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I'm trying to figure out if it is theoretically possible to send one way commands that are 100% verifiable by private keys.

The Idea is simple: Master wraps verify secret -> inside a public/private key encryption(master only private key) he then takes this public key, and encrypts it again but with a command AND using a shared private key. soo..

Master - >SECRET > Encrypted (keep private, send public) > Add msg to top > Encrypt with a different pub/priv key, but this time the private key is shared by master and slave.

I'm sure I got some details mixed up. But the idea is simple, using 2 pub/priv keys can a msg be encrypted using one key, and verified by the second key which is found in the un-encrypted version of the original msg.

What I cant figure out, is if the encryption gets weaker this way, by including a form of non-changing salt. And this MUST protect against identity forgery, assuming private keys stay safe.

Can This be done? Is This Crazy Talk?

  • You have it kinda backwards ... master would use public keys to encrypt/sign commands which would then be decrypt/verify by slaves unique private keys – CaffeineAddiction Feb 20 '17 at 22:00
  • you are correct. – Absolute Truth Feb 20 '17 at 23:27
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If I may rephrase your idea

The sender would:

  1. Create a message
  2. Create a payload that includes the message, plus a digital signature created by encrypting the message (or a hash of the message, if it is large) with the sender's private key.
  3. Include the payload plus the sender's public key in an envelope
  4. Encrypt the envelope with the receiver's public key

To read the message, the receiver must:

  1. Decrypt the envelope using the receivers private key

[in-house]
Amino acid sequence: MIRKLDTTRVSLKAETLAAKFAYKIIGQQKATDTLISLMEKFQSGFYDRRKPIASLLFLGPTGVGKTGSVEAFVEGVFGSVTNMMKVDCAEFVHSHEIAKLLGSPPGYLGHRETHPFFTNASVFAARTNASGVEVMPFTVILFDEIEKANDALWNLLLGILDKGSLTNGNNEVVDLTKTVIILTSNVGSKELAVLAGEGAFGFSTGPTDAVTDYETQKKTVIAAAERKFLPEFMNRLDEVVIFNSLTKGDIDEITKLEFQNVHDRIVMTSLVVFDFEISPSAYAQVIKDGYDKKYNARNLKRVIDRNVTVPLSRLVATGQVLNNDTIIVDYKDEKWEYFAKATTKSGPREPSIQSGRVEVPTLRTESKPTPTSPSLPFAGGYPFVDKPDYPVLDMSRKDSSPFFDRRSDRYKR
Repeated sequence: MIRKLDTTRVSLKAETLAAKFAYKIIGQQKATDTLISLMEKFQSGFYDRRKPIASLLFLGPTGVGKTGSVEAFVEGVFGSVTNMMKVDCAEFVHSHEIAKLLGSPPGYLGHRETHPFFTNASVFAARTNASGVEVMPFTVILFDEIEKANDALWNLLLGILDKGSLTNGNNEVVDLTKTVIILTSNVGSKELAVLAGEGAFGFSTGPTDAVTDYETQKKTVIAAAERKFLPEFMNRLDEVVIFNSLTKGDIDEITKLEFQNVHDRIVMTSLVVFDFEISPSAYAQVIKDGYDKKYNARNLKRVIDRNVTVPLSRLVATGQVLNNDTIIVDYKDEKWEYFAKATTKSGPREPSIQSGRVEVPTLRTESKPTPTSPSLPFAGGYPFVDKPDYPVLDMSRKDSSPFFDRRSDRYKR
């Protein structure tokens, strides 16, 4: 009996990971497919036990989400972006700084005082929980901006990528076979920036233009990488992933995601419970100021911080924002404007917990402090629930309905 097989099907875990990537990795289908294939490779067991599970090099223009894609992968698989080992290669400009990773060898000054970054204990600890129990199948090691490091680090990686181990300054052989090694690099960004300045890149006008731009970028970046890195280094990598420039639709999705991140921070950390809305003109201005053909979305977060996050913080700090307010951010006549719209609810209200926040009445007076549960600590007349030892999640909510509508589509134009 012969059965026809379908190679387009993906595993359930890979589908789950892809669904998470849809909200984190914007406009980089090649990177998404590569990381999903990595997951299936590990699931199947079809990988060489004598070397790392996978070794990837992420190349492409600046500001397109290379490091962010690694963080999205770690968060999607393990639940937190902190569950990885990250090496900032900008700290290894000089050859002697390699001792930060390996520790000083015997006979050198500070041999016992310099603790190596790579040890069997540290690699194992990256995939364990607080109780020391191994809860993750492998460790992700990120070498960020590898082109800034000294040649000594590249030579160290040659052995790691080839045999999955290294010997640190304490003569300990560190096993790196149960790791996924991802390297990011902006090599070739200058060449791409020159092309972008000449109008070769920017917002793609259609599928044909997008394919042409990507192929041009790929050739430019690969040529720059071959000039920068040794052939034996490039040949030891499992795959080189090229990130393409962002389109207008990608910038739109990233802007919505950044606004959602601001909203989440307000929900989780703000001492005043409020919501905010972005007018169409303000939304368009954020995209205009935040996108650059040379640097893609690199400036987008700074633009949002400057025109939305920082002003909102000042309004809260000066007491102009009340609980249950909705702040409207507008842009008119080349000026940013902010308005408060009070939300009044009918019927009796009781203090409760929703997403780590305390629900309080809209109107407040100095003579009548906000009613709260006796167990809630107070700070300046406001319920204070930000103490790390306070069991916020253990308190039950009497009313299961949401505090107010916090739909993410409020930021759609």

2. Decrypt the digital signature using the provided public key
  3. Confirm the message (or its hash) and the signature match

The idea being that you get both privacy (because the sender encrypted the message with the receiver's public key) and integrity (because the sender signed the message with a signature that can only be created using the sender's private key).

I am thinking this would mostly work, with one small problem. Your system lacks any notion of trust. How does the receiver know the public key belongs to the sender? A malicious actor could create a totally different message with a different asymmetric key, right? If you don't know where the message is coming from, all notions of privacy or integrity are completely moot.

Normally, the way you verify a public key belongs to an entity is to leverage the PKI and check the chain of authority. This requires the CA and everything that comes with it.

A different way to deal with this (if you don't want to deal with PKI) is with shared secrets. You would generate a secret key and provide it to the receiver out of band (e.g. mail them a USB drive). That way you don't have to play all these games, you just straight out encrypt the thing, and assume nobody else can decrypt it. That sort of approach is very common.

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